ROBOTS will be in a position to outstrip the abilities of mankind within half a century, an expert in artificial intelligence has warned, stressing it was vital to introduce safeguards to prevent mankind being “replaced”.
Luca De Ambroggi, the research and analysis lead for AI solutions within the Transformative Technology team at London-based global information provider IHS Markit, told Express.co.uk: “In 50 years, it is reasonable to think that robots will be able to “support” and replace human being in several activities. Already electro-mechanical devices outperform humans in sensitiveness and reaction time.” Considering the vast technological progression witnessed in the last decade, Mr Ambroggi said 50 years was “sufficient” to close several gaps with human being.
He added: “Even if our brain will still have advantages and human beings will remain more dynamic and versatile, electronics will be able to outperform humans in several specific functions, as it does today, from machine vision, to audio/speech recognition.
“Humans have to prevent machines being in a position to replace us, and no one else.
“A few years ago Honhai implemented intelligence machine personnel in their production lines in the same way as computers or other equipment replaced humans 30-40 years back.
“The longer term question is, can the ‘replaced people’ be re-qualified and be allowed to still add value in our society?”
It was vital, he stressed, that mankind set thorough rules and defined boundaries.
He said: “Artificial Intelligence is here, and it’s here for the long haul.
“We are into the so called Narrow or Weak era of AI. It is ‘weaker’ than human or is equal or superior just on few limited tasks and senses.
“However it is disrupting society and as it evolves, it will have major impacts on data security, labour and ethics.
“If we fast forward 50 years, science fiction might come easily back in our mind. The difference is that by then we might not consider it anymore ‘fiction’.
“This era is Generic – Multi Modal AI. It is comparable to human intelligence applied in all senses, working powerfully in parallel.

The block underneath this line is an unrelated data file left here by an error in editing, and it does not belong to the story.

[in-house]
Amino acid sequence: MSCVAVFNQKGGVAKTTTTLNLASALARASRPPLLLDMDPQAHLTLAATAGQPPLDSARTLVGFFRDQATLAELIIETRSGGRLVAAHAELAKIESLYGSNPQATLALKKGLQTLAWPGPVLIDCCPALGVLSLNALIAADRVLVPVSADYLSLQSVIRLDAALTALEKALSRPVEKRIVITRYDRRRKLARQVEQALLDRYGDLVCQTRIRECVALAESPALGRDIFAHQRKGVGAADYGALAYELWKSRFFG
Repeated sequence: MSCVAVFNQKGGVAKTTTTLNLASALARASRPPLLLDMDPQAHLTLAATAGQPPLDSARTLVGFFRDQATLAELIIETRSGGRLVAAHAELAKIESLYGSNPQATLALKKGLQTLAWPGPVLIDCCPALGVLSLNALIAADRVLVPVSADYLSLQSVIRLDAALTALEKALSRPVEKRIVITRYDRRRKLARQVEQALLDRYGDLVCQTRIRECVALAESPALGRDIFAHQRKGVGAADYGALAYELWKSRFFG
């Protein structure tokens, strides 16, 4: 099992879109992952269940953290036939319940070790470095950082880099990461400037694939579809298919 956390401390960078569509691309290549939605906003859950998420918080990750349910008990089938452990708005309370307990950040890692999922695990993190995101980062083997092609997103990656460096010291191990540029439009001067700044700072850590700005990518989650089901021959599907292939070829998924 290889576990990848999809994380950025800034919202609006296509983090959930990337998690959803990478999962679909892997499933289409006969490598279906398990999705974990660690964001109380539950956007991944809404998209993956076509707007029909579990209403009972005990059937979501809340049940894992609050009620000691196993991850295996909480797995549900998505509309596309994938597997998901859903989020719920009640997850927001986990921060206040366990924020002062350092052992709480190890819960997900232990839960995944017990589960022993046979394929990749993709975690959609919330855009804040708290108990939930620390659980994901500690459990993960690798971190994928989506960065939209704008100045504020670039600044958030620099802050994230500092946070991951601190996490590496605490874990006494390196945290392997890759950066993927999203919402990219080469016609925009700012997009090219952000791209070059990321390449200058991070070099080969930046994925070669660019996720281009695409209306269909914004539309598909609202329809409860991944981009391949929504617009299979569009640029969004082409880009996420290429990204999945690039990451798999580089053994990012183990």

“For example, from the sensing perspective electronics and semiconductor support, to the ability to see, hear, touch, as well as smell and taste with the latest MEMS technologies.
”We need to go back into ethics. It is a common view that AI, and AI-driven devices/robots, will increase business and wealth all over the world.
“It is again up to the regulator and administrator to be sure that all humans will benefit of it and not a few corporations.”
Looking further ahead, Mr Ambroggi considered the idea of robots one day being regarded as having consciousness, and therefore being considered independent lifeforms.
He explained: “This is very possible to be a reality as well, perhaps not in the next 50 years, but technology has evolved so quickly I wouldn’t want to doubt it.
“When we study biology, a ‘living being’ has to have at least one living ‘cellular’ unit.
“So far it is not the case but clearly this might be overcome in the future. Human intelligence can be enhanced with an AI-Chip implant, but then are we entering new realms and defining what is and what isn’t a hybrid humanoid?
“We should also mention consciousness. We can argue that even consciousness comes from experience, as you see in the human behaviour that is extremely differentiated in the various part of the world.
“If so, AI can and will address it, because experience is replicable.
“Superhuman is the last step, and I fear to use the word last. It is what drives the future of the research.
“Whatever will be above human capabilities. Before that, we better be sure to have in place good regulations, methodologies and ethical processes to ensure to take advantage of the positive side of the technology.”
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